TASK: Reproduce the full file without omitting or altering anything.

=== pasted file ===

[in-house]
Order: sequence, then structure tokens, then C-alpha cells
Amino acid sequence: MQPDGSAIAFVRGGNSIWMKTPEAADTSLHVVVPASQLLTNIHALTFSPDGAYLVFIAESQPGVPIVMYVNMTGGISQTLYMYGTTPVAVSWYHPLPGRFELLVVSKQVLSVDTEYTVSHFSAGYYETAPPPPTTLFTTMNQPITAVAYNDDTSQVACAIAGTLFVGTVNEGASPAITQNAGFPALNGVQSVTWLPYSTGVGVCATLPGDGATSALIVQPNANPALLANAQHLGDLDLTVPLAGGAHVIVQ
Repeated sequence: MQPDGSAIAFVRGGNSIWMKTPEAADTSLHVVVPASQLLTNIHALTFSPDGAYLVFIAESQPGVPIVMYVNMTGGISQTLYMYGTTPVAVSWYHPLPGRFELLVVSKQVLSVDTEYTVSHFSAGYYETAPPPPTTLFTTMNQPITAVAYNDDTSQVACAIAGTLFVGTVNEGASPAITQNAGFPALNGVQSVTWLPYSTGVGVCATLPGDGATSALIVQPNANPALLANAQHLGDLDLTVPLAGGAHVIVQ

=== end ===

[in-house]
Order: sequence, then structure tokens, then C-alpha cells
Amino acid sequence: MQPDGSAIAFVRGGNSIWMKTPEAADTSLHVVVPASQLLTNIHALTFSPDGAYLVFIAESQPGVPIVMYVNMTGGISQTLYMYGTTPVAVSWYHPLPGRFELLVVSKQVLSVDTEYTVSHFSAGYYETAPPPPTTLFTTMNQPITAVAYNDDTSQVACAIAGTLFVGTVNEGASPAITQNAGFPALNGVQSVTWLPYSTGVGVCATLPGDGATSALIVQPNANPALLANAQHLGDLDLTVPLAGGAHVIVQ
Repeated sequence: MQPDGSAIAFVRGGNSIWMKTPEAADTSLHVVVPASQLLTNIHALTFSPDGAYLVFIAESQPGVPIVMYVNMTGGISQTLYMYGTTPVAVSWYHPLPGRFELLVVSKQVLSVDTEYTVSHFSAGYYETAPPPPTTLFTTMNQPITAVAYNDDTSQVACAIAGTLFVGTVNEGASPAITQNAGFPALNGVQSVTWLPYSTGVGVCATLPGDGATSALIVQPNANPALLANAQHLGDLDLTVPLAGGAHVIVQ